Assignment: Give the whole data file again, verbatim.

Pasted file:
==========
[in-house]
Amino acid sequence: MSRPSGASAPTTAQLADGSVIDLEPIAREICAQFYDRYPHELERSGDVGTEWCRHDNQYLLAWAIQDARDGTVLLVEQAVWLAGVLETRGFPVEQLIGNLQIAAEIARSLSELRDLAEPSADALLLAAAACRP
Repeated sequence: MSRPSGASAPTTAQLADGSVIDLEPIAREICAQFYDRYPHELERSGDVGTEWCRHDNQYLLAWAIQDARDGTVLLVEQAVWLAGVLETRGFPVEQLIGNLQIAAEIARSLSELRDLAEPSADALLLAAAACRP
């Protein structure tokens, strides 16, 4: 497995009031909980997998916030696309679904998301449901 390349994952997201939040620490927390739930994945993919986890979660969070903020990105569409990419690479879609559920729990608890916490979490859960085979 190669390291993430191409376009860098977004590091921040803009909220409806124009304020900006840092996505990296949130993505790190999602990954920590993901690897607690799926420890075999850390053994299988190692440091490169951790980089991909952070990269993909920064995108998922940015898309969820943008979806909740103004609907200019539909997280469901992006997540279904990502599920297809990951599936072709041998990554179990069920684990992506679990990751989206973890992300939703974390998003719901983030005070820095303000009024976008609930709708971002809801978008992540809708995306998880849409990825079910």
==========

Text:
[in-house]
Amino acid sequence: MSRPSGASAPTTAQLADGSVIDLEPIAREICAQFYDRYPHELERSGDVGTEWCRHDNQYLLAWAIQDARDGTVLLVEQAVWLAGVLETRGFPVEQLIGNLQIAAEIARSLSELRDLAEPSADALLLAAAACRP
Repeated sequence: MSRPSGASAPTTAQLADGSVIDLEPIAREICAQFYDRYPHELERSGDVGTEWCRHDNQYLLAWAIQDARDGTVLLVEQAVWLAGVLETRGFPVEQLIGNLQIAAEIARSLSELRDLAEPSADALLLAAAACRP
């Protein structure tokens, strides 16, 4: 497995009031909980997998916030696309679904998301449901 390349994952997201939040620490927390739930994945993919986890979660969070903020990105569409990419690479879609559920729990608890916490979490859960085979 190669390291993430191409376009860098977004590091921040803009909220409806124009304020900006840092996505990296949130993505790190999602990954920590993901690897607690799926420890075999850390053994299988190692440091490169951790980089991909952070990269993909920064995108998922940015898309969820943008979806909740103004609907200019539909997280469901992006997540279904990502599920297809990951599936072709041998990554179990069920684990992506679990990751989206973890992300939703974390998003719901983030005070820095303000009024976008609930709708971002809801978008992540809708995306998880849409990825079910």